Ah, spring! As the winter weather melts away, people and pets alike rejoice in the warmer, sunnier weather that means longer walks, more outdoor adventures, and no more worrying about the dangers of cold weather.
Unfortunately, spring comes with its own dangers and many animal clinics see a surge in calls and visits associated with unexpected springtime pet hazards. Brighter days mean more people – and their pets – are out and about and there’s an uptick in traffic accidents, dog bites, and allergic reactions. From newly growing plants to barbeque equipment, you’ll want to watch out for these health and safety hazards on a daily basis to keep your pet safe and happy.
Chocolate, Candy, and (Human) Treats
For many people, spring means Easter. And even those who don’t celebrate Easter end up eating a LOT of Easter candy (No judgment! We’re peeps who love Peeps personally – controversial but true)! But as all pet owners – especially dog owners – know, chocolate is very, very bad for their fur babies.
Chocolate contains theobromine which is a stimulant that’s poisonous to dogs. While dark chocolate and baking chocolate contain the most theobromine, even milk chocolate can pose a health risk – especially for puppies and smaller dogs.
Sugar-Free Candy and Xylitol
Just as dangerous is sugar-free candy, which contains xylitol – a sugar substitute. Xylitol is extremely popular in sugar-free treats because it’s an insulin stimulator, which means diabetics can eat it without experiencing too much of a sugar swing. However, xylitol is such a strong insulin stimulator that it can cause a dangerous drop in blood sugar if your dog consumes it which can lead to dizziness, weakness, and vomiting.
For those of us with puppies or aggressive eaters (those trash-digging, diaper-eating, shoe-digesting doggos know who they are), all candy can pose a threat – even individually wrapped candies. Some dogs won’t eat candy wrapped in plastic, but many will just swallow it down, wrapper and all, and the plastic can get caught in the intestine, cause blockages, or get caught in the throat and become an asphyxiation hazard.
Even if you’re trying to be healthy and going sugar-free, remember that raisins are dangerous for dogs. Raisins and grapes cause kidney failure in dogs. There is no “safe” dosage, so be very mindful when you’re making chicken salad or topping your oatmeal.
If your cats or dogs are outdoor animals, you’ll need to watch out for poisonous plants. Toxic species of springtime blooming flowers include:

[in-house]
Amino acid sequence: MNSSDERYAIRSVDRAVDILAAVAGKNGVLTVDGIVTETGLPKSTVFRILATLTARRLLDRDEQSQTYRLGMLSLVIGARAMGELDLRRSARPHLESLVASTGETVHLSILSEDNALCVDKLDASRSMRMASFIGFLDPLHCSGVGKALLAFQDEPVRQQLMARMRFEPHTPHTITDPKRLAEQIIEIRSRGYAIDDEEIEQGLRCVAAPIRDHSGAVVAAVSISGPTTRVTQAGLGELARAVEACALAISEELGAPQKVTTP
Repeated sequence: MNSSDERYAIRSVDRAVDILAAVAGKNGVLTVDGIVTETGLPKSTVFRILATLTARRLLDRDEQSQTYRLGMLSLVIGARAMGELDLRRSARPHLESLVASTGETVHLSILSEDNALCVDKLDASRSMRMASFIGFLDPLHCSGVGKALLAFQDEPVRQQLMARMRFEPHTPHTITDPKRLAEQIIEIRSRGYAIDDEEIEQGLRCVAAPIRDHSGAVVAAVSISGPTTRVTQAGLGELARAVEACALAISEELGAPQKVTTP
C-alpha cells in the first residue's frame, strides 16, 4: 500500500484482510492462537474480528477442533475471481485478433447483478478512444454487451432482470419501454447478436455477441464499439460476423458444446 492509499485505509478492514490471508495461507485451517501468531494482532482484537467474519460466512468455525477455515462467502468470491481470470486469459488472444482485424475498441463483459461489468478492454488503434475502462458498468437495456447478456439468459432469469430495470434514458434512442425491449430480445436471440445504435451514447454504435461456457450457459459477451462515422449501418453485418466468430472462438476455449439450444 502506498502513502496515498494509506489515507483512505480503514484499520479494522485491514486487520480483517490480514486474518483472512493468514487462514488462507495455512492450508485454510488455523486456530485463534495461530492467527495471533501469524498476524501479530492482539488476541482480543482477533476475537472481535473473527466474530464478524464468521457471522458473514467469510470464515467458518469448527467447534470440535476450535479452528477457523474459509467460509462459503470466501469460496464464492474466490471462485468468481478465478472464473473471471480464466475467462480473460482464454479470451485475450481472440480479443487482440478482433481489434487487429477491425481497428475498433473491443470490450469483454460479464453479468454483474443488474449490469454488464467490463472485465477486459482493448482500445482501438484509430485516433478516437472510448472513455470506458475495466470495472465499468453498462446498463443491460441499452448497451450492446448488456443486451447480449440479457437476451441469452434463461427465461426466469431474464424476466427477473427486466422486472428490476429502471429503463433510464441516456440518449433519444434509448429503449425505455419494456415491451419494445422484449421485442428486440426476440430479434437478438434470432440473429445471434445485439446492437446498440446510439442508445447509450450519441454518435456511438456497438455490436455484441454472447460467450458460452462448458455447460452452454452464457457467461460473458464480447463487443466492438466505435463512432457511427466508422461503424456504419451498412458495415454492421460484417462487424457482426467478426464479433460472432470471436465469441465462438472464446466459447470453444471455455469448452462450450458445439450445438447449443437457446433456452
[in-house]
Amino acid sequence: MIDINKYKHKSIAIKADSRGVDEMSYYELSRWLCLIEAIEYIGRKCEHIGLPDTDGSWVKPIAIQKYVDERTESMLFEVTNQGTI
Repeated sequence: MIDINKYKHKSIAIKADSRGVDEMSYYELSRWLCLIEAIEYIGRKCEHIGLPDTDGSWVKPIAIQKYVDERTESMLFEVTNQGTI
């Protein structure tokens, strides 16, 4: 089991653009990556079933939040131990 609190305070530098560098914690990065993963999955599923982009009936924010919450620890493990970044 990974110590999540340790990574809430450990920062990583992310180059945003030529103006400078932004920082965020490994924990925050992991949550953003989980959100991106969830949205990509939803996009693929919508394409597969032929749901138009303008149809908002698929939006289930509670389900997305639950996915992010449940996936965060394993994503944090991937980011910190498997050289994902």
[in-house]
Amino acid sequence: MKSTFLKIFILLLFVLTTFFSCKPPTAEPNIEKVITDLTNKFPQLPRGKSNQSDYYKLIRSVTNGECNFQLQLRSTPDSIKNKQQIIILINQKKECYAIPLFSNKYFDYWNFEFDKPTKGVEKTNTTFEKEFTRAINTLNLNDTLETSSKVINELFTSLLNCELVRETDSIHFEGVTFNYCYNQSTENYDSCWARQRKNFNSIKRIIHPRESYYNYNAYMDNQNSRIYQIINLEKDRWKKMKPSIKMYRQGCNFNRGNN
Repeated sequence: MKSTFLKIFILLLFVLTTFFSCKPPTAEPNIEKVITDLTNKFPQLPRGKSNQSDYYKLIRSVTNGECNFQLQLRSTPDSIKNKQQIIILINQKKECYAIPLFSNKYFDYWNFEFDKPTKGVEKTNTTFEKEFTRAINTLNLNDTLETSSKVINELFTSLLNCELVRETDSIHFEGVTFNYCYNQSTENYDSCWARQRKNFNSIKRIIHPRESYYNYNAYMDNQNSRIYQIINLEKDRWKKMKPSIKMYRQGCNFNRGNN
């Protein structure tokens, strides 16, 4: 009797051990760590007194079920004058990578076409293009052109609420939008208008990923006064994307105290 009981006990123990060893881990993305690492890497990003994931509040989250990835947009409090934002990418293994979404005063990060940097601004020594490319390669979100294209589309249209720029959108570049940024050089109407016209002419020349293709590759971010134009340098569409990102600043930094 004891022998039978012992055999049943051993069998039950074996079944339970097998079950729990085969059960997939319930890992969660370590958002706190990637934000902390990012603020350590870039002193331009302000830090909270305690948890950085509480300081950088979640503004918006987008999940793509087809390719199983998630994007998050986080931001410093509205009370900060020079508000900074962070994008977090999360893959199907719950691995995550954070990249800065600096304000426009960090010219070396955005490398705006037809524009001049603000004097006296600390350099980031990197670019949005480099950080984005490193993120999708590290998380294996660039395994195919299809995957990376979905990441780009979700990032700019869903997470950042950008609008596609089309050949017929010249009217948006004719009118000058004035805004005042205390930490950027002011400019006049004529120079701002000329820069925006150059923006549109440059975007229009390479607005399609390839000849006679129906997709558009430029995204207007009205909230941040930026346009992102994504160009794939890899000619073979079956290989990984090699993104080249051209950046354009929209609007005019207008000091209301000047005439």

Daffodil bulbs are particularly toxic, but the flower heads can also cause diarrhea, lethargy, and vomiting – in severe cases these symptoms can lead to dehydration, tremors and convulsions. You will see these symptoms 15 minutes to one day after the ingestions of the daffodil.
All parts of the bluebell are poisonous to your dog. If they eat a bluebell they may experience vomiting, diarrhea, abdominal discomfort, and possibly arrhythmia (irregular heartbeat).
Crocuses and tulips are less toxic to your pet, but if they’re eaten in large quantities, contact your vet and watch them carefully for symptoms.
Slug and Snail Pellets, Pesticides, Fertilizer, Etc.
If you garden or landscape and you use slug and snail pellets, pesticides, or other chemicals, such as Roundup be very careful where you spray and how you store them. Slug and snail pellets contain metaldehyde, which is toxic to dogs. Even small amounts can cause severe poisoning with symptoms of muscle spasms, tremors, twitching, seizures, and death if left untreated.
Many chemical and non-plant/animal-based pesticides and fertilizers can also cause severe damage to your dog or cat if ingested. Always store containers in hard-to-reach places, preferably behind closed or locked doors. When you do spray, keep your pet away from the toxic area for several days to reduce their contact with the chemicals.
Best of all – when possible, use pet-friendly, non-toxic options to keep your pet safe. We know you care more about your pet than growing a perfect tomato, so just be careful and thoughtful. If your pet does ingest a chemical compound, contact your vet immediately.
If you have concerns for your pet’s safety this spring, contact Bowman Road Animal Clinic or call 501-223-3737. Always call if it’s an emergency as we cannot answer online forms in real-time. We’re happy to answer your questions or take emergency appointments if your pet has ingested something poisonous.